Teenage Mutant Ninja Turtles

Emo in a half shell

Let's start with a public service announcement: kids, despite the positive press it gets from the comics community, radioactive mutation isn't always good for you.

Bathe in the contents of that luminescent oil drum and the typical result is not athletic, overly-muscled beefcake but a freakish, toothless abomination destined for a swift and merciful death. Which brings us rather neatly onto games based on films.

At first glance this is a typical example. Produced in a hurry, amazingly ugly, and few aspirations to hold your attention any longer than the film itself. Flit about the streets and rooftops of Brooklyn, pausing occasionally to beat off swarms of identikit goons.


Yet this is by Ubisoft Montreal: somewhere inside is the irradiated, wheezing form of Prince of Persia.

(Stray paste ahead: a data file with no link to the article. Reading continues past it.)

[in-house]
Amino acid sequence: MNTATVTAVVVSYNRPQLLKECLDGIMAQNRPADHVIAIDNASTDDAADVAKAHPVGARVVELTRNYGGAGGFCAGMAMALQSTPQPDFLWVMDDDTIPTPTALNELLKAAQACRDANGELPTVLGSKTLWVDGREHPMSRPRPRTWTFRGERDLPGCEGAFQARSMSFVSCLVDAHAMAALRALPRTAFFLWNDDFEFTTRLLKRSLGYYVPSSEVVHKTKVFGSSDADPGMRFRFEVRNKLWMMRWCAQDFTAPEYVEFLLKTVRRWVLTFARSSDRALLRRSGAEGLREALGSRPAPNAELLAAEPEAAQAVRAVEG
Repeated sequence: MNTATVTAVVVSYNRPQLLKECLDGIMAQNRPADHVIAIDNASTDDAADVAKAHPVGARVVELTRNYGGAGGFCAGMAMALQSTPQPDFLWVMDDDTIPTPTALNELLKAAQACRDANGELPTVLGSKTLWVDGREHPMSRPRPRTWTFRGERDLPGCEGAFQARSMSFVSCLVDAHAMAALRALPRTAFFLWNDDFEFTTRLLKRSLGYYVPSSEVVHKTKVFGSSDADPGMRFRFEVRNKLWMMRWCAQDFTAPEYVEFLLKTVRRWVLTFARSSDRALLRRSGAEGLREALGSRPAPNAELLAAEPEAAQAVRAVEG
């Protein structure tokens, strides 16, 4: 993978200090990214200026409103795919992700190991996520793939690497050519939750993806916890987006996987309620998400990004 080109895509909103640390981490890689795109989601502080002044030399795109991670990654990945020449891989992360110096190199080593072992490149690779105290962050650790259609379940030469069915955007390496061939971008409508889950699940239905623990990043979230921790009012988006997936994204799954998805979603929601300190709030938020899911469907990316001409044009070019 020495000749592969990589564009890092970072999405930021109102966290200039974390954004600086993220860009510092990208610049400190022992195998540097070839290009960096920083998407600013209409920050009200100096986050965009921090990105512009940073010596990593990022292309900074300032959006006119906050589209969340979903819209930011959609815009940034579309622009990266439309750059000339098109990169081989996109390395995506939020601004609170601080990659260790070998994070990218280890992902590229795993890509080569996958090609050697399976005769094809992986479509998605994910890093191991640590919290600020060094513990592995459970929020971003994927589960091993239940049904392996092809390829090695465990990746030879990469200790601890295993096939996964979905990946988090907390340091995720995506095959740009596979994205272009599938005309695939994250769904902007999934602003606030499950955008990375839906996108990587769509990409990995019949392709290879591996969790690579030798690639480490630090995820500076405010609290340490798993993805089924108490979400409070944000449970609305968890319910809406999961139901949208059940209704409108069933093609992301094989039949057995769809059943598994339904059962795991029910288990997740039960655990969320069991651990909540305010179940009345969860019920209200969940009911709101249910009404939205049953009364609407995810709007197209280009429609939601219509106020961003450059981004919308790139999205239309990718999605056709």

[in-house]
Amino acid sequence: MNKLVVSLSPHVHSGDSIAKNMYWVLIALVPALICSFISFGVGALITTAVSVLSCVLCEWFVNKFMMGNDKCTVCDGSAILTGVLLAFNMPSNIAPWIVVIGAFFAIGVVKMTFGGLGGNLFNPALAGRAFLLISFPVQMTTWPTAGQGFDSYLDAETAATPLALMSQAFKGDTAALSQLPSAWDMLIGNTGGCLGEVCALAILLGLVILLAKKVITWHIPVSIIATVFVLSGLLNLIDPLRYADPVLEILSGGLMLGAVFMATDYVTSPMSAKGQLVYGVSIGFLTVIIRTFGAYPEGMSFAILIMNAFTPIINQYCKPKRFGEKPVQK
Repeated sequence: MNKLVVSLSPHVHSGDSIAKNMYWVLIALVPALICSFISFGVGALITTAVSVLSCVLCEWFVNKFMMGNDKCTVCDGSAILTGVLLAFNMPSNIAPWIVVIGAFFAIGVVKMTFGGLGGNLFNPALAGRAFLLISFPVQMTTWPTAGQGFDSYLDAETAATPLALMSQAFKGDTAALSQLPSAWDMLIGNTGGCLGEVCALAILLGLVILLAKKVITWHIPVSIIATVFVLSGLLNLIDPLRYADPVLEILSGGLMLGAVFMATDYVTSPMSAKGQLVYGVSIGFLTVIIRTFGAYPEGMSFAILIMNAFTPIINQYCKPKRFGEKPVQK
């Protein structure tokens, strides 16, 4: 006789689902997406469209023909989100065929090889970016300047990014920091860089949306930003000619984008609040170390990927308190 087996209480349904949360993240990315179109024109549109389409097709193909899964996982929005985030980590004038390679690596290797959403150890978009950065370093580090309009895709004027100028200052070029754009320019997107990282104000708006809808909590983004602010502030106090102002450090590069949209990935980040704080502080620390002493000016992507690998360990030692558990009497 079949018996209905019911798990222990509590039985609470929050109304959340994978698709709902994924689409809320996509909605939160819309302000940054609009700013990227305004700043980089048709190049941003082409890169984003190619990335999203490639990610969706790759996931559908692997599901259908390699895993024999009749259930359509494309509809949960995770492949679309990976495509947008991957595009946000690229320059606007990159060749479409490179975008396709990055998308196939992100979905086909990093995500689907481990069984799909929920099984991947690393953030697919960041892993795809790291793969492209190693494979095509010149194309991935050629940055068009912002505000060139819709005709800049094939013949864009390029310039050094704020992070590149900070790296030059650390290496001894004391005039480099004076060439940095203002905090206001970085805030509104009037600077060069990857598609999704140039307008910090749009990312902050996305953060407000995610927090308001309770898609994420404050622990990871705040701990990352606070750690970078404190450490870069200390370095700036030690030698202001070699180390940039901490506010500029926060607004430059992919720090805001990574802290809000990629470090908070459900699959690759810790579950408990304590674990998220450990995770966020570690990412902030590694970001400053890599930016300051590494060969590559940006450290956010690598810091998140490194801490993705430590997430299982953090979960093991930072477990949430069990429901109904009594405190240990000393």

The similarities aren't pronounced, admittedly. While the Prince is all about fluid leaping and bouncing and feeling like you're the master of ancient Persia, this is like herding an excitable toddler round Ikea: endless blind leaping along a fixed path between a series of crude and unattractive boxes. The camera position is fixed and often makes it impossible to see where you're going or who's hitting you, but this doesn't matter because pounding Jump or Hit solves a good 95% of the problems.

There's just enough of a good idea here to make you keep playing. It's a second-hand idea, sure, and reduced to an endless RSI-inducing button-mashing frenzy, but it's very fast as a result, and bounding along the rooftops is entertaining even in this horrid-looking guise.

Switching between the four turtles to use their different moves, crude but likeable team attacks, and making the main challenge about time bonuses rather than hair-trigger platforming or bosses are all plus points. I'll go as far as saying it's an acceptable movie game: short, simple, and just entertaining enough.

The verdict

Ugly and simplistic, but surprisingly likeable.